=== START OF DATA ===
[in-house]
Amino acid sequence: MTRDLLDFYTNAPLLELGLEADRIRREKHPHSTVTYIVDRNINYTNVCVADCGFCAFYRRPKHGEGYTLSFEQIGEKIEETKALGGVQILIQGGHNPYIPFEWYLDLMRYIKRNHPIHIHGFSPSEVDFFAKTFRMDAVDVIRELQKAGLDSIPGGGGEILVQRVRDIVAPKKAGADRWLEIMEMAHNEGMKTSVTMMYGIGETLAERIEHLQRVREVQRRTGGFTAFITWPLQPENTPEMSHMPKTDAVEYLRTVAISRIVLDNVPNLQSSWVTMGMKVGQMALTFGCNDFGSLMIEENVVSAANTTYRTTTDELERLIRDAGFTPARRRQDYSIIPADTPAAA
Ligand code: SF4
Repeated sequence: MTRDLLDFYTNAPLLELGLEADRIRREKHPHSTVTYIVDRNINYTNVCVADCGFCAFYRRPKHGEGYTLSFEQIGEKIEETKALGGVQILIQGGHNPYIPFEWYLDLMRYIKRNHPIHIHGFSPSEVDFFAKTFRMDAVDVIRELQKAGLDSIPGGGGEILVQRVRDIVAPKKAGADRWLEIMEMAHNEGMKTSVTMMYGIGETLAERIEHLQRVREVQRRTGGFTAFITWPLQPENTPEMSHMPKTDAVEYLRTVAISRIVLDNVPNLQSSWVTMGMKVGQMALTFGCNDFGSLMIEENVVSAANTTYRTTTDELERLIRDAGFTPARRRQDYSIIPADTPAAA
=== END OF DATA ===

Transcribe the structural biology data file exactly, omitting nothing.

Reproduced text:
[in-house]
Amino acid sequence: MTRDLLDFYTNAPLLELGLEADRIRREKHPHSTVTYIVDRNINYTNVCVADCGFCAFYRRPKHGEGYTLSFEQIGEKIEETKALGGVQILIQGGHNPYIPFEWYLDLMRYIKRNHPIHIHGFSPSEVDFFAKTFRMDAVDVIRELQKAGLDSIPGGGGEILVQRVRDIVAPKKAGADRWLEIMEMAHNEGMKTSVTMMYGIGETLAERIEHLQRVREVQRRTGGFTAFITWPLQPENTPEMSHMPKTDAVEYLRTVAISRIVLDNVPNLQSSWVTMGMKVGQMALTFGCNDFGSLMIEENVVSAANTTYRTTTDELERLIRDAGFTPARRRQDYSIIPADTPAAA
Ligand code: SF4
Repeated sequence: MTRDLLDFYTNAPLLELGLEADRIRREKHPHSTVTYIVDRNINYTNVCVADCGFCAFYRRPKHGEGYTLSFEQIGEKIEETKALGGVQILIQGGHNPYIPFEWYLDLMRYIKRNHPIHIHGFSPSEVDFFAKTFRMDAVDVIRELQKAGLDSIPGGGGEILVQRVRDIVAPKKAGADRWLEIMEMAHNEGMKTSVTMMYGIGETLAERIEHLQRVREVQRRTGGFTAFITWPLQPENTPEMSHMPKTDAVEYLRTVAISRIVLDNVPNLQSSWVTMGMKVGQMALTFGCNDFGSLMIEENVVSAANTTYRTTTDELERLIRDAGFTPARRRQDYSIIPADTPAAA